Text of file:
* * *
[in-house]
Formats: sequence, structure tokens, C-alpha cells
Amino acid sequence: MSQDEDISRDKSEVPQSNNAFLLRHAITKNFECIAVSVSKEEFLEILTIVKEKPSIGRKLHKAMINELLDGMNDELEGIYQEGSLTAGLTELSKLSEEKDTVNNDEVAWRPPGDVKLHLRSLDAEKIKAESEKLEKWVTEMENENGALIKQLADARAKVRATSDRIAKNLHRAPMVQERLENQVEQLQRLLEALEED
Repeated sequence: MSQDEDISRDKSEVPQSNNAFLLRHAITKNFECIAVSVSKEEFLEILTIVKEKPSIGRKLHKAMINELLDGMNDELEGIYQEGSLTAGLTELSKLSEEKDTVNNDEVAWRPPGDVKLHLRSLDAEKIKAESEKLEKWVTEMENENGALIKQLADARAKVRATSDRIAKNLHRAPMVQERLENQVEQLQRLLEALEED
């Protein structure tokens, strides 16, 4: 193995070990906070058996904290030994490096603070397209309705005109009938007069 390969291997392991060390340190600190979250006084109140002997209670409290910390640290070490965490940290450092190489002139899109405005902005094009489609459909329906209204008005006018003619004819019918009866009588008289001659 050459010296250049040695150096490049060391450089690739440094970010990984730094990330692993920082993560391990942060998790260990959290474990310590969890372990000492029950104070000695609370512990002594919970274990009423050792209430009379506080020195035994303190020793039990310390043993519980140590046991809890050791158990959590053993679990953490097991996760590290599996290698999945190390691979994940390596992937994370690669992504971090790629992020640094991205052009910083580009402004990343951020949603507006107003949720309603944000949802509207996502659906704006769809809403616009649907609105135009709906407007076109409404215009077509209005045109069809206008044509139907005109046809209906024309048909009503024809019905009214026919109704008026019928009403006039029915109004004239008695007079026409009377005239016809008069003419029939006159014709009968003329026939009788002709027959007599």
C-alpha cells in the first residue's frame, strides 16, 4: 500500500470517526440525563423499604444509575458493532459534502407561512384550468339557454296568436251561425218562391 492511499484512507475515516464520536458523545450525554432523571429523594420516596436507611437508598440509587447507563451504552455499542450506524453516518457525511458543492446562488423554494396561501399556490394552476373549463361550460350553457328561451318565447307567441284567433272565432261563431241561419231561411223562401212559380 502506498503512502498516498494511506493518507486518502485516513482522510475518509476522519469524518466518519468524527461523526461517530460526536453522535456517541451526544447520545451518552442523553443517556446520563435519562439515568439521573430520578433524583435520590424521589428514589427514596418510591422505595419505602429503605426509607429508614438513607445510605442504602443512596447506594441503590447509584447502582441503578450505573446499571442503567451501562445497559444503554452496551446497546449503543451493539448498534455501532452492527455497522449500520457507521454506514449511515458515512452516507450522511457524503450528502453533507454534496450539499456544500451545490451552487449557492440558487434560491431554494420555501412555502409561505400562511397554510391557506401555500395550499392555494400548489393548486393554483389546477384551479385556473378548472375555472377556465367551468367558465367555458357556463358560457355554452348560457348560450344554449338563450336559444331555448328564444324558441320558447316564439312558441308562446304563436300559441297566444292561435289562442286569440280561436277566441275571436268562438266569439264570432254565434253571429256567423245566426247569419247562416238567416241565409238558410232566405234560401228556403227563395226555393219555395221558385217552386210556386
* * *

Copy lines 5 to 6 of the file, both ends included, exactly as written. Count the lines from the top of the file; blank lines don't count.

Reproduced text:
């Protein structure tokens, strides 16, 4: 193995070990906070058996904290030994490096603070397209309705005109009938007069 390969291997392991060390340190600190979250006084109140002997209670409290910390640290070490965490940290450092190489002139899109405005902005094009489609459909329906209204008005006018003619004819019918009866009588008289001659 050459010296250049040695150096490049060391450089690739440094970010990984730094990330692993920082993560391990942060998790260990959290474990310590969890372990000492029950104070000695609370512990002594919970274990009423050792209430009379506080020195035994303190020793039990310390043993519980140590046991809890050791158990959590053993679990953490097991996760590290599996290698999945190390691979994940390596992937994370690669992504971090790629992020640094991205052009910083580009402004990343951020949603507006107003949720309603944000949802509207996502659906704006769809809403616009649907609105135009709906407007076109409404215009077509209005045109069809206008044509139907005109046809209906024309048909009503024809019905009214026919109704008026019928009403006039029915109004004239008695007079026409009377005239016809008069003419029939006159014709009968003329026939009788002709027959007599």
C-alpha cells in the first residue's frame, strides 16, 4: 500500500470517526440525563423499604444509575458493532459534502407561512384550468339557454296568436251561425218562391 492511499484512507475515516464520536458523545450525554432523571429523594420516596436507611437508598440509587447507563451504552455499542450506524453516518457525511458543492446562488423554494396561501399556490394552476373549463361550460350553457328561451318565447307567441284567433272565432261563431241561419231561411223562401212559380 502506498503512502498516498494511506493518507486518502485516513482522510475518509476522519469524518466518519468524527461523526461517530460526536453522535456517541451526544447520545451518552442523553443517556446520563435519562439515568439521573430520578433524583435520590424521589428514589427514596418510591422505595419505602429503605426509607429508614438513607445510605442504602443512596447506594441503590447509584447502582441503578450505573446499571442503567451501562445497559444503554452496551446497546449503543451493539448498534455501532452492527455497522449500520457507521454506514449511515458515512452516507450522511457524503450528502453533507454534496450539499456544500451545490451552487449557492440558487434560491431554494420555501412555502409561505400562511397554510391557506401555500395550499392555494400548489393548486393554483389546477384551479385556473378548472375555472377556465367551468367558465367555458357556463358560457355554452348560457348560450344554449338563450336559444331555448328564444324558441320558447316564439312558441308562446304563436300559441297566444292561435289562442286569440280561436277566441275571436268562438266569439264570432254565434253571429256567423245566426247569419247562416238567416241565409238558410232566405234560401228556403227563395226555393219555395221558385217552386210556386